How the Senate Lost Its Decorum
It was over so quickly that if you weren’t glued to C-SPAN you surely missed it, but a spontaneous moment of grace took place during the relentlessly partisan confirmation hearings for Supreme Court nominee Brett Kavanaugh. It came when Sen. Lindsey Graham, a South Carolina Republican, asked Kavanaugh how he’d like to be remembered at the end of his life.
The question seemed to take the nominee by surprise. “A good dad,” Kavanaugh replied haltingly, “a good judge.” As he hesitated, California Sen. Dianne Feinstein, prompted the witness: “A good husband.”
As laughter rippled through the room, Graham quipped, “Thanks, Dianne, you helped him a lot.” Temporarily reprieved, Kavanaugh smiled and told Feinstein, “I owe you.”
This brief respite was a reminder that those at that hearing -- senators on both sides of the aisle, political advocates on opposite ends of this political fight, even the loudmouth protesters and Capitol Police officers who kept arresting them -- live in one common country. It also offered Americans a brief glimpse into how the Senate once operated, even while grappling with issues of great national import.
No longer. The Democrats’ stalling tactics, rudeness, grandstanding, demagoguery, and organized disruptions -- aided by demonstrators who shrieked intermittently at the nominee -- reminded Texas Republican Sen. John Cornyn of “mob rule.” That’s probably too strong a phrase, but the Democrats’ guerrilla tactics raised questions that go to the heart of self-governance: Is this the new norm on Capitol Hill, and in U.S. politics generally? If so, can the two-party system still function? And how did the confirmation process come to this?
The answers to those all questions are varied – and certainly not the fault of only one political party. Here are four factors that have helped create legislative chaos:
The Garland Factor. By any objective standard, Brett M. Kavanaugh is highly qualified to serve on the U.S. Supreme Court. Although he worked in exclusively Republican legal circles – and on the staff of Independent Counsel Kenneth Starr, whose investigation led to President Clinton’s impeachment -- Kavanaugh has also served for the past 12 years as a judge on the First U.S. Circuit Court of Appeals. There, he penned more than 307 opinions and 100 dissents. Senate Judiciary Republicans insisted all week that if Democrats want to know what kind of Supreme Court justice Kavanaugh would be, all they have to do is read those cases. He’s also, by all accounts, a nice guy.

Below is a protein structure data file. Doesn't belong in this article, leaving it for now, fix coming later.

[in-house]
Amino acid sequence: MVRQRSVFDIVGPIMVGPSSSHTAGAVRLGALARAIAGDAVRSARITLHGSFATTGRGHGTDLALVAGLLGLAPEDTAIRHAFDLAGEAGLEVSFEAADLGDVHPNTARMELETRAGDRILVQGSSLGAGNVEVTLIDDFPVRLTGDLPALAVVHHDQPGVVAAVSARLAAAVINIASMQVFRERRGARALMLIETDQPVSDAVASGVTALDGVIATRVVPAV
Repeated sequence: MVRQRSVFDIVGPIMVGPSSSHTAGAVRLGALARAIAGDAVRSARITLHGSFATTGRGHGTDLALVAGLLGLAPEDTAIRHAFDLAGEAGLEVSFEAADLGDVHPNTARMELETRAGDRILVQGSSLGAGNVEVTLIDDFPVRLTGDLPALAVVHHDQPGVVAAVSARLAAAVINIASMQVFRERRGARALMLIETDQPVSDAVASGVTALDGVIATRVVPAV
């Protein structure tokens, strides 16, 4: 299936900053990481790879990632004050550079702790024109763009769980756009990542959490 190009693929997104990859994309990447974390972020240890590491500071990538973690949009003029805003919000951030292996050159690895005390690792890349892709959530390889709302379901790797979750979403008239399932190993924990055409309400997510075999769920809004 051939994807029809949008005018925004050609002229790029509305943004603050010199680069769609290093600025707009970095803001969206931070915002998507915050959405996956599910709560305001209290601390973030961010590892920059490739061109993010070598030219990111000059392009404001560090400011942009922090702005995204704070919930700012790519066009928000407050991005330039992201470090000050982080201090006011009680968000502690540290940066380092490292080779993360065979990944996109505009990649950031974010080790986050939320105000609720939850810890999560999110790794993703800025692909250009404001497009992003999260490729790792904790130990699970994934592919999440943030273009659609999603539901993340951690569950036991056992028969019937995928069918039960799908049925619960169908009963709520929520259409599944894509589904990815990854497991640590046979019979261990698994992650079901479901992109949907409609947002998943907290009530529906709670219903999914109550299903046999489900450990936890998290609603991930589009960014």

But there is a glaring weakness in the Republicans’ argument. If Kavanaugh’s tenure on the D.C. Circuit qualifies him to serve on the court, certainly Judge Merrick Garland is just as qualified, if not more so: Garland is the chief judge on that court. He, too, is regarded as a good dude -- Kavanaugh says so himself. Yet, after Garland was nominated by President Obama to fill Antonin Scalia’s seat in 2016, the Republicans wouldn’t even grant him a hearing.
Sen. Ted Cruz pointed out Thursday that Garland joined in 27 out of 28 opinions written by Kavanaugh, while Kavanaugh returned the favor, joining in 28 out of 30 of Garland’s rulings. “I think we are trying hard to find common ground and as I’ve said before, he is a great judge,” Kavanaugh explained. “Those statistics reflect the reality of how judges go about their business.”
Fair enough, but Cruz’s ploy revealed the cynicism of Senate Majority Leader Mitch McConnell’s 2016 gambit. If Garland was so reasonable, why did Republicans treat him so shabbily? And why is it even reasonable to expect Democrats to just forget about it?